Creating a reusable asset means multiple times the effort of creating an asset for a single purpose.
You need to take the extra costs into account when creating a business case based on reusability.
Additionally, we have looked at properties of a software asset that either promote or inhibit reusability. Based on that we have seen that most of the architectural paradigms that are sold with the promise to amortize via reusability aim at the places where reusability does not pay. Therefore, those business cases do not work.
Introducing a new architectural paradigm with reusability as business case does not pay.
On the other hand, all solutions that expose good reusability suitability properties already exist as reusable assets, e.g., as part of programming language ecosystems or OSS solutions.
Everything worth being implemented as a reusable solution already exists as reusable asset.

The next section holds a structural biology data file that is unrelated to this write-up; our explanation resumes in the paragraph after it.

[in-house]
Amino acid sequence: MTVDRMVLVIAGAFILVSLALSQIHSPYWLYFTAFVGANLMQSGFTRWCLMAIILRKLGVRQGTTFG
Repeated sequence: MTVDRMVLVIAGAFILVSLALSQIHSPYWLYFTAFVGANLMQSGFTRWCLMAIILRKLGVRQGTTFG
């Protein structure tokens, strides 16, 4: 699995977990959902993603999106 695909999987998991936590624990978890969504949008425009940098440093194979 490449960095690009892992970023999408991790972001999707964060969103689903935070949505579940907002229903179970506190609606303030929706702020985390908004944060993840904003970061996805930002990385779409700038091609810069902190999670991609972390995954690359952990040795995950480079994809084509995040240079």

Finally, we have seen that we do not need any new architectural paradigms to implement reusability because all we need for that is modularization – which is available for more than 60 years meanwhile.
In the third post, we have looked at the price of reusability in distributed systems because most paradigms that are sold with the promise to amortize via reusability are distributed (e.g., DCE, CORBA, EJB, DCOM, SOA or microservices).
We have seen that reusability in distributed systems is a false friend. Reusability leads to very tight coupling, which in conjunction with the imponderabilities of remote communication leads to brittle and slow solutions. Instead, reusability should be implemented inside process boundaries, where needed (e.g., using libraries) because tight coupling inside a process boundary does not affect availability and response behavior at runtime. 1
Reusability in distributed system design is a false friend. Avoid it.
Try to address reusability inside process boundaries instead.
We also discussed the distinction between “usability” (based on functional independence) and “reusability” (based on composition) which are often mixed in arbitrary ways. The problem of mixing them in distributed system design is that they lead to very different runtime properties, being rather undesirable for “reusable” designs.
Aim for usability (i.e., functional independence) across process boundaries.